Sunflowers, like animals, have a circadian rhythm — an internal clock that can be set to the external world. During the day, this system sends messages to the eastern sides of their stems, telling those cells to grow slightly longer, which causes the sunflower to lean westward. At night, the message reverses, and the sunflowers tilt back toward the east. “It’s the first example of a plant’s clock modulating growth in a natural environment and having real repercussions for the plant,” said Stacey Harmer, professor of plant biology at University of California-Davis and senior author on the paper published in the journal Science. Even though they don’t sleep, many plants have “clock genes” similar to those that direct the sleep-wake cycle in animals.
Researchers find Degas’ lost portrait
For decades, a black stain has been spreading across the face of an anonymous woman — the subject of a painting called “Portrait of a Woman” by French Impressionist Edgar Degas. Since the 1920s, its oils have gradually faded, hinting at another portrait hidden underneath. Now researchers in Australia have used a high-tech method called X-ray fluorescence to expose the hidden painting. Over the course of about 30 hours, the researchers watched an elemental map of the hidden portrait emerge on a computer monitor. It seems to be a portrait of Emma Dobigny, a model who was a favored subject.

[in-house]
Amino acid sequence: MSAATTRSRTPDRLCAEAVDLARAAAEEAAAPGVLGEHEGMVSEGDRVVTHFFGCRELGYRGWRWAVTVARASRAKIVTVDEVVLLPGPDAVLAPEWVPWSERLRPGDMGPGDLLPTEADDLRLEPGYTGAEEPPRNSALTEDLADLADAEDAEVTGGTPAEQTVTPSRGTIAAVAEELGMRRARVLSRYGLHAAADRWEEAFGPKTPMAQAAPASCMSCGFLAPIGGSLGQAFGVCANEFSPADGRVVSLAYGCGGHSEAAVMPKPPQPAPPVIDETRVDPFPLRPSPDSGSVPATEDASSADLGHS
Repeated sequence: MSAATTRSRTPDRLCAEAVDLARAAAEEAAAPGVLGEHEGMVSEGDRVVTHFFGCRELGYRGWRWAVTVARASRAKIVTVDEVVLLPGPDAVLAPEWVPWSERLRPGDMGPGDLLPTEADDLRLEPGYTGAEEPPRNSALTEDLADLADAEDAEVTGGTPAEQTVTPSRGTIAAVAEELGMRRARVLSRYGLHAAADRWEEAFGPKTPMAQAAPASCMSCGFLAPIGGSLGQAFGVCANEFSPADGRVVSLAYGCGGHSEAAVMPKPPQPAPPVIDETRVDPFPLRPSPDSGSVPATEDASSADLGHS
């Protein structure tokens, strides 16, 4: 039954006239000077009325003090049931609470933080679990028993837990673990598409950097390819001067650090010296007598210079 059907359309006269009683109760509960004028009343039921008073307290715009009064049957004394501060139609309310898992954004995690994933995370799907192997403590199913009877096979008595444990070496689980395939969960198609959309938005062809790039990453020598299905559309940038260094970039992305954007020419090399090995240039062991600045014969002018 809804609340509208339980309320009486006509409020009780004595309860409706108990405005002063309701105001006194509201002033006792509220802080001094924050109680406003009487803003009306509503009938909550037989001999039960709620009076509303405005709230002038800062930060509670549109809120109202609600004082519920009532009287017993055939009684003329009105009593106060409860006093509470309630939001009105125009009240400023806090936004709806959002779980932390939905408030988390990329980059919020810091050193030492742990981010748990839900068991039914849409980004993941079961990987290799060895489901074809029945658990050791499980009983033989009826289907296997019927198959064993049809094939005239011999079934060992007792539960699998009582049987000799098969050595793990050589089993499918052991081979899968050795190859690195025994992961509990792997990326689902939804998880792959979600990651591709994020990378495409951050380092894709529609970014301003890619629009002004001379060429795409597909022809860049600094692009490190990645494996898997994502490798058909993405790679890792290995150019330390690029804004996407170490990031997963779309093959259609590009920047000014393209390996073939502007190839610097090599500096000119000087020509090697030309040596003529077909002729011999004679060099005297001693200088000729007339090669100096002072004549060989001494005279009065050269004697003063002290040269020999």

Mammoths may have been thirsty at end
About 6,000 years ago, St. Paul Island, in the Bering Sea hundreds of miles from what is now the Alaska mainland, was uninhabited except for a few species of small mammals and one big one: woolly mammoths. They had been comfortably living there for a few thousand years. But environmental changes, similar to those in our time, caused the population to die out. Rising seas shrank the island’s size, scientists have found, and saltwater pushed inland, displacing freshwater. The mammoths eventually did not have enough to drink.